The Chinese believe that every meal should contain an equal division between fan, grains and starches, and t'sai, fruits, and vegetables. One of the grains they rely on to provide this harmonious dietary balance is noodles.
Whether you slurp them, gulp them down, or twirl them on your fork, everyone seems to love noodles. Nearly all cultures have at least one cherished noodle dish, from German Spaetzle (homemade noodles with egg), to Jewish Kreplachs - noodle pastries filled with beef, chicken, and spices.
But only the Italians rival China for the title of the culture most devoted to noodles. (For more information on Italian pasta, check out this excellent article by Kyle Phillips, About's Guide to Italian Food).
There is some dispute over who originally came up with the idea of mixing water and flour to create noodles. The Arabs claim to have been the first to use dried pasta, as a means of preserving flour during their forays across the desert. But regardless of their origin, we do know that the Chinese have been feasting on noodles for approximately 2000 years since the Han dynasty (206 BC - 220 AD). In fact, some experts believe that the Italians got their first taste of pasta when Marco Polo returned home from his long trek across China with a host of exotic food items, including noodles.
Like Italian pasta, Asian noodles vary in width - they can be thick as coffee stir sticks or thin as toothpicks.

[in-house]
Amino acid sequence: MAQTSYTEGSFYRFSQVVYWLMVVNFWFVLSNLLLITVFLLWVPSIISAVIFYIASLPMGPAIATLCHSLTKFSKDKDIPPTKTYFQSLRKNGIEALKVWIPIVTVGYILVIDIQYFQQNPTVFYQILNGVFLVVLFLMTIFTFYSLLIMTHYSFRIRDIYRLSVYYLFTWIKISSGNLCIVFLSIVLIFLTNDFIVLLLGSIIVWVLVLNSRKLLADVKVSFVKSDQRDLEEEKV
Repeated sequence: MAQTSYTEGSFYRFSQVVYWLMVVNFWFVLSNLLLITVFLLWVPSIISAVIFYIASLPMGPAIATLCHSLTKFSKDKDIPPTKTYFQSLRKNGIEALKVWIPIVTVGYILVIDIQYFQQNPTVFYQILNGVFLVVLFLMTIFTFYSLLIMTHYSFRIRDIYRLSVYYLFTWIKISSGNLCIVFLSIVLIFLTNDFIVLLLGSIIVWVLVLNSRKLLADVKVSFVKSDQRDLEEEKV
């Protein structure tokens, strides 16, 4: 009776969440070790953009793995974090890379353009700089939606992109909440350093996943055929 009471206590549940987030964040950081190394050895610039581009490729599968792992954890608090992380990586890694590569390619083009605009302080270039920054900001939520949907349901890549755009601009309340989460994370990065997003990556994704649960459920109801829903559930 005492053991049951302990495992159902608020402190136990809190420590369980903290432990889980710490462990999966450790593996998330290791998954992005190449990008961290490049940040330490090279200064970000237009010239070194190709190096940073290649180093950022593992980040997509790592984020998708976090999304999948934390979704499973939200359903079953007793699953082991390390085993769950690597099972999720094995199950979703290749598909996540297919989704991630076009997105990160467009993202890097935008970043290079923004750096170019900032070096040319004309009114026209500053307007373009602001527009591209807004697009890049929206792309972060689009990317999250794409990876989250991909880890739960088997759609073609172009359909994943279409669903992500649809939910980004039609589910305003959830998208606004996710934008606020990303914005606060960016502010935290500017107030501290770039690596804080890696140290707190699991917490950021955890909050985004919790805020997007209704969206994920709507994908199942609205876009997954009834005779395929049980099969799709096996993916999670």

When it comes to length, however, they are usually served long and uncut. This is because long noodles symbolize a long life in Chinese tradition. Noodles are commonly served at birthday celebrations, and fresh noodles are regularly placed at gravesites.
Types of Noodles
Chinese noodles, known collectively as mien, fall into three main categories.
The most common are wheat flour noodles, which can be made with or without eggs. While today wheat flour noodles are enjoyed throughout China, they originated in the north, where wheat is a staple crop. Depending on the remaining ingredients, wheat noodles can be white or yellow, thin as spaghetti or thick as fettucine, stiff or extremely elastic.
Made from rice flour, water, and salt, rice noodles can also be thick or very thin, the latter almost resembling long strings of coconut. The same is true of rice sticks. There are also rice paper wrappers which come in either circular or triangular shape. Finally, cellophane noodles are clear noodles made from ground mung bean paste.
In China, making "hand-pulled" noodles is an art involving holding the stretched out paste in both hands and whirling it around several times. Then the paste is laid out on a board and folded and refolded repeatedly. Eventually, the paste is transformed into long, thin, noodles. While in China it is still possible to watch vendors make hand-pulled noodles, today most noodles are made by machine.
How to Enjoy Noodles
Noodles are eaten hot or cold, steamed, stir-fried, deep-fried, boiled, or served in a soup. For the nutritionally-inclined, noodles are an excellent source of protein.
Besides being low in calories, they are extremely high in complex carbohydrates.
Readers often ask me to explain the difference between lo mein and chow mein noodles. Actually, the difference between the two lies not in the type of noodles used, but in the way the two dishes are prepared. In the case of chow mein, the ingredients are stir-fried and then served over noodles that have been prepared separately. By contrast, lo mein involves tossing boiled noodles in the wok and mixing them with other ingredients during the final stages of cooking. This allows the noodles to pick up more of the sauce flavor.